New technology enables high precision multislit collimators for microbeam radiation therapy

Bräuer-Krisch, E; Requardt, H; Brochard, T; Berruyer, G; Renier, M; Laissue, J A; Bravin, A (2009). New technology enables high precision multislit collimators for microbeam radiation therapy. Review of scientific instruments, 80(7), p. 74301. Woodbury, N.Y.: American Institute of Physics 10.1063/1.3170035

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During the past decade microbeam radiation therapy has evolved from preclinical studies to a stage in which clinical trials can be planned, using spatially fractionated, highly collimated and high intensity beams like those generated at the x-ray ID17 beamline of the European Synchrotron Radiation Facility. The production of such microbeams typically between 25 and 100 microm full width at half maximum (FWHM) values and 100-400 microm center-to-center (c-t-c) spacings requires a multislit collimator either with fixed or adjustable microbeam width. The mechanical regularity of such devices is the most important property required to produce an array of identical microbeams. That ensures treatment reproducibility and reliable use of Monte Carlo-based treatment planning systems. New high precision wire cutting techniques allow the fabrication of these collimators made of tungsten carbide. We present a variable slit width collimator as well as a single slit device with a fixed setting of 50 microm FWHM and 400 microm c-t-c, both able to cover irradiation fields of 50 mm width, deemed to meet clinical requirements. Important improvements have reduced the standard deviation of 5.5 microm to less than 1 microm for a nominal FWHM value of 25 microm. The specifications of both devices, the methods used to measure these characteristics, and the results are presented.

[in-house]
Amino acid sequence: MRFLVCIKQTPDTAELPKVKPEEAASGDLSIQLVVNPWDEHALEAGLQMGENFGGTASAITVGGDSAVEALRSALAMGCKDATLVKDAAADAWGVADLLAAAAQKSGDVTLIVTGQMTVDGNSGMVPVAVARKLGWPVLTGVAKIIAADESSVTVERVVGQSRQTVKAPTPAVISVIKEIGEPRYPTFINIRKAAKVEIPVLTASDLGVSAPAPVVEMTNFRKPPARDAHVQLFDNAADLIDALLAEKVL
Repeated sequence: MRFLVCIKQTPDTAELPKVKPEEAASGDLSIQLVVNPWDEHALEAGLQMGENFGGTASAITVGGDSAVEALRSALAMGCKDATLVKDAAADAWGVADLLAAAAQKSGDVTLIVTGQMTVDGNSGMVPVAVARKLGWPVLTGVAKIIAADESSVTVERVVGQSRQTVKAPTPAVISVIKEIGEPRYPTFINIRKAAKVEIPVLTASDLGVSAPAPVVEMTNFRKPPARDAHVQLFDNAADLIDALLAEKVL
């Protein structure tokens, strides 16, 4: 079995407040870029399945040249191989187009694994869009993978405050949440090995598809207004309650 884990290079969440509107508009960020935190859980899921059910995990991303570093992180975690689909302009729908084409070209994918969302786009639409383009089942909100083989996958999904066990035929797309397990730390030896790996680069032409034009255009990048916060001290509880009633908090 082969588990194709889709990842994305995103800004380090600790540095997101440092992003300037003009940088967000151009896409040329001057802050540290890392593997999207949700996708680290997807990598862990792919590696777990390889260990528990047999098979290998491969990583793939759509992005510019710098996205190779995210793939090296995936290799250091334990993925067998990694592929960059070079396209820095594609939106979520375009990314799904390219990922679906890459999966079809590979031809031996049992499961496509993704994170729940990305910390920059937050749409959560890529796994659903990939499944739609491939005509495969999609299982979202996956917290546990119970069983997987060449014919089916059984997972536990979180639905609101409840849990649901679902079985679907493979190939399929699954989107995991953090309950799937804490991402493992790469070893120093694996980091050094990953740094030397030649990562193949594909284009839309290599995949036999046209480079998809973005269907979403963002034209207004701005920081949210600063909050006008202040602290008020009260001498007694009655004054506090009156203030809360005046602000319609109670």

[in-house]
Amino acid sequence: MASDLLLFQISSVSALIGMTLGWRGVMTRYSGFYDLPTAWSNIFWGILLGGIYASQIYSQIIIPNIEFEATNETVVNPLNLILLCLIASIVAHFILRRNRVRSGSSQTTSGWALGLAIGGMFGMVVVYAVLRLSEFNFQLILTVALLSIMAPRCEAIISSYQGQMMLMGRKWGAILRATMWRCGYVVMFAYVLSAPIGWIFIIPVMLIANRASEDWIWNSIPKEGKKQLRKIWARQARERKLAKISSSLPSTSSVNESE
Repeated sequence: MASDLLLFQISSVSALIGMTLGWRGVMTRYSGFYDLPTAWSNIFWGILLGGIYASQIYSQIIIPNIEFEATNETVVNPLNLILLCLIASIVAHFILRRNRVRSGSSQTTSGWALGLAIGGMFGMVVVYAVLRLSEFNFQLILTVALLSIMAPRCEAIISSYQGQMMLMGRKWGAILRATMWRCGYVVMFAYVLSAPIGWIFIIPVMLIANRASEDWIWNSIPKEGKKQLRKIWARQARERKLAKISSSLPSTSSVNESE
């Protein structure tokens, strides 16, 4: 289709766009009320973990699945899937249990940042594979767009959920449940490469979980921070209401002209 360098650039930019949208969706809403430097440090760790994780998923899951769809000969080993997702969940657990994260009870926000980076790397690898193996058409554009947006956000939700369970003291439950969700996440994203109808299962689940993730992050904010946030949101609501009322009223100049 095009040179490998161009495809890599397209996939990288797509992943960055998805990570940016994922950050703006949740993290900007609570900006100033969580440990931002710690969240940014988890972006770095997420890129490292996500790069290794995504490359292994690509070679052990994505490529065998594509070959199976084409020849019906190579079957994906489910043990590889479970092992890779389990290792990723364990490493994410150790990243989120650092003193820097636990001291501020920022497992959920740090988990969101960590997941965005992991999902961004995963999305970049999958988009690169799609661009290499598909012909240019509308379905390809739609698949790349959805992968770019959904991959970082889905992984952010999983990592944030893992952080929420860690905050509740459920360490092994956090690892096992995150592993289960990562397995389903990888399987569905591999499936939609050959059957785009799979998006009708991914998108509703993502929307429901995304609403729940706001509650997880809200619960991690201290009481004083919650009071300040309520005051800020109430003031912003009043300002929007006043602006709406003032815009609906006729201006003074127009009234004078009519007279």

Item Type:

Journal Article (Original Article)


04 Faculty of Medicine > Service Sector > Institute of Pathology

UniBE Contributor:

Laissue, Jean






American Institute of Physics




Factscience Import

Date Deposited:

04 Oct 2013 15:08

Last Modified:

04 May 2014 23:21

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URI: (FactScience: 165768)

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